Home and away…
Albion’s 2-0 win over Shanghai had been scheduled as the final trip of the Chines tour, but such was the interest in the Throstles, a final game was hurriedly arranged against Kwantung Province on May 26th. The home team might have wished it hadn’t been, for Albion signed off in style with a 6-0 win.
With that, we bade farewell to China and a monumental and genuinely historic tour, stopping off in Hong Kong to beat a Select XI 3-0 on the way home, Cyrille Regis maintaining his record of scoring in every game.
It was an eye opening trip and one where the players brought nothing but huge credit to the football club, that trip the first step in the journey that ended in Guochuan Lai’s proposed takeover of the club.
John Wile reflects, “With China having become so modernised in so many ways now, it was a fantastic experience to be exposed to such a totally alien culture. But it was difficult, just because it was so completely different. There were endless banquets and it was very hard.
“People think you’re not being respectful of the places you visit but we were professional footballers, we were there to play games and our way of showing respect was to prepare properly and play properly.
“They’d arrange a trip to see something three hours away on the coach, but we were playing the next day, and people wondered why we didn’t want to go. But we’d be thinking about the game, as good pros do. Our show of respect came from treating the football matches as we would in this country”.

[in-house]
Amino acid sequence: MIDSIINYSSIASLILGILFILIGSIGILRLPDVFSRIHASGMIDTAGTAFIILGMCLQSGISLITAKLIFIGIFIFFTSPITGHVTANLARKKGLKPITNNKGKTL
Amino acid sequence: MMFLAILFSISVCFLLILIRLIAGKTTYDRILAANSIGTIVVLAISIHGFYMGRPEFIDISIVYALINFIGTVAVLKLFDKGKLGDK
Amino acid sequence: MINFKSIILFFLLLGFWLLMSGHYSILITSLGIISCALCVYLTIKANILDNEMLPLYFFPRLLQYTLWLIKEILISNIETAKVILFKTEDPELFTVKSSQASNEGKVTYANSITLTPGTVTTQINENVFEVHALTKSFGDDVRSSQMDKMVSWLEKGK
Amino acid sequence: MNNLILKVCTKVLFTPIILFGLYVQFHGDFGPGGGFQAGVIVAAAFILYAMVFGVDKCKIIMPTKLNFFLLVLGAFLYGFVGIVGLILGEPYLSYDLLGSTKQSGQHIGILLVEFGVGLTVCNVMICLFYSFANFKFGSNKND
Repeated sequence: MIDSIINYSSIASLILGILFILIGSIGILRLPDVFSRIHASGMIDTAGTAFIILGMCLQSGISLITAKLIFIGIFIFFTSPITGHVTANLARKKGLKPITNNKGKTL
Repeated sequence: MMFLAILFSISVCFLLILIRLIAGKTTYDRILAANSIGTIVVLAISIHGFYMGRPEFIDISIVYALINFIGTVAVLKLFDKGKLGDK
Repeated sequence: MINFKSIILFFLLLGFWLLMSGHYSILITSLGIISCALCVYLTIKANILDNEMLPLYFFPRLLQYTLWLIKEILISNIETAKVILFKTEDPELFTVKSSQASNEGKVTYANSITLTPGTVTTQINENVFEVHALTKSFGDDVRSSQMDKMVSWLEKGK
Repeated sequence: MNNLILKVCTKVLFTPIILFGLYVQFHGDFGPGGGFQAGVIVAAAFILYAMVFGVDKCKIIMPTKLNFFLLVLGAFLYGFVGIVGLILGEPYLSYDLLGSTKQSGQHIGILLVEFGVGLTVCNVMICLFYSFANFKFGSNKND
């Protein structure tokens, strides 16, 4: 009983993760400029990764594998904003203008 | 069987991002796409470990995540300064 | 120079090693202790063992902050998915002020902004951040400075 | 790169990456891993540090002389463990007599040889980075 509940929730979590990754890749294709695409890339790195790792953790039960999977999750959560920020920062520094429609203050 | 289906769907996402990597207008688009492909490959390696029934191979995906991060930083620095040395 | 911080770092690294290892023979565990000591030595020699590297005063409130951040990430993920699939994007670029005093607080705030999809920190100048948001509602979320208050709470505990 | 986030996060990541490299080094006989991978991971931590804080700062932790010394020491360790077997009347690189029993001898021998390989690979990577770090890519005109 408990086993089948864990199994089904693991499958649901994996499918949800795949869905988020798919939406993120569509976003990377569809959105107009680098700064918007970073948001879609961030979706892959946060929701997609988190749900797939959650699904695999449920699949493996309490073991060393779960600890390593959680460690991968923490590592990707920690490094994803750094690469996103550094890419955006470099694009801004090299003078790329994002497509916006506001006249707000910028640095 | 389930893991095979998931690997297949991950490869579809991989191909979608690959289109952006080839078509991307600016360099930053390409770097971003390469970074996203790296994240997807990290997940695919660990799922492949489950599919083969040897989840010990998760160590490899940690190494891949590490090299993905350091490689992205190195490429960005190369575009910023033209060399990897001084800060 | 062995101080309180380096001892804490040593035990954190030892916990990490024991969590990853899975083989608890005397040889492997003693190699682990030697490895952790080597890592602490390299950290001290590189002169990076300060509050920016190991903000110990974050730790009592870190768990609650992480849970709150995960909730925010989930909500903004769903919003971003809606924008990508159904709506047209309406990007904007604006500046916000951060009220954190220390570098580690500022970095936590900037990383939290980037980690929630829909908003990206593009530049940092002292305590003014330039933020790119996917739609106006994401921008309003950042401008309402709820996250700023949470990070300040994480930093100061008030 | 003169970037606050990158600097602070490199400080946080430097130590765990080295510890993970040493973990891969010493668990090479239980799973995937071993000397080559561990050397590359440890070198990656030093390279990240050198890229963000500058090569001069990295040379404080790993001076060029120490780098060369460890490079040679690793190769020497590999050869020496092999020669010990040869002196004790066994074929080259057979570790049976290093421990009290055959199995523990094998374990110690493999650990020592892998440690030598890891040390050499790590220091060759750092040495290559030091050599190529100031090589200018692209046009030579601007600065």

As Ron Atkinson noted, “Nearly every night the players got blazered and flannelled and we rolled up to some function or other. We sat with the Chinese people and to be honest, a lot of our lads had trouble enough speaking English, so they weren’t very fluent in Chinese, that’s for sure!”
A year later, the roles were reversed and the Chinese national team came to tour this country, stopping off at The Hawthorns on August 1st 1979 to play a return fixture, the second half of which was screened live on BBC2, such was the interest generated by Albion’s trip a year earlier and the “World About Us” film made of that tour.
With Albion in the thick of preparations for the new season, and looking to prove that we could weather the departure of Laurie Cunningham to Real Madrid, we were in just as professional a mood as out in China, with new boys Gary Owen and Peter Barnes especially keen to impress.
The Chinese team had clearly made progress but as the game wore on, Albion’s greater professionalism and fitness took its toll and the home side ran out comfortable 4-0 winners.
For Chinese football, that was really the beginning of their journey towards becoming major players on the world stage. They might not be quite there yet, but make no mistake, China will be football’s next big story.
You can read much more about Albion’s visit to China in 1978, featuring exclusive interviews with players, journalists and diplomats who went on the tour, in the Everton edition of our matchday programme, Albion News.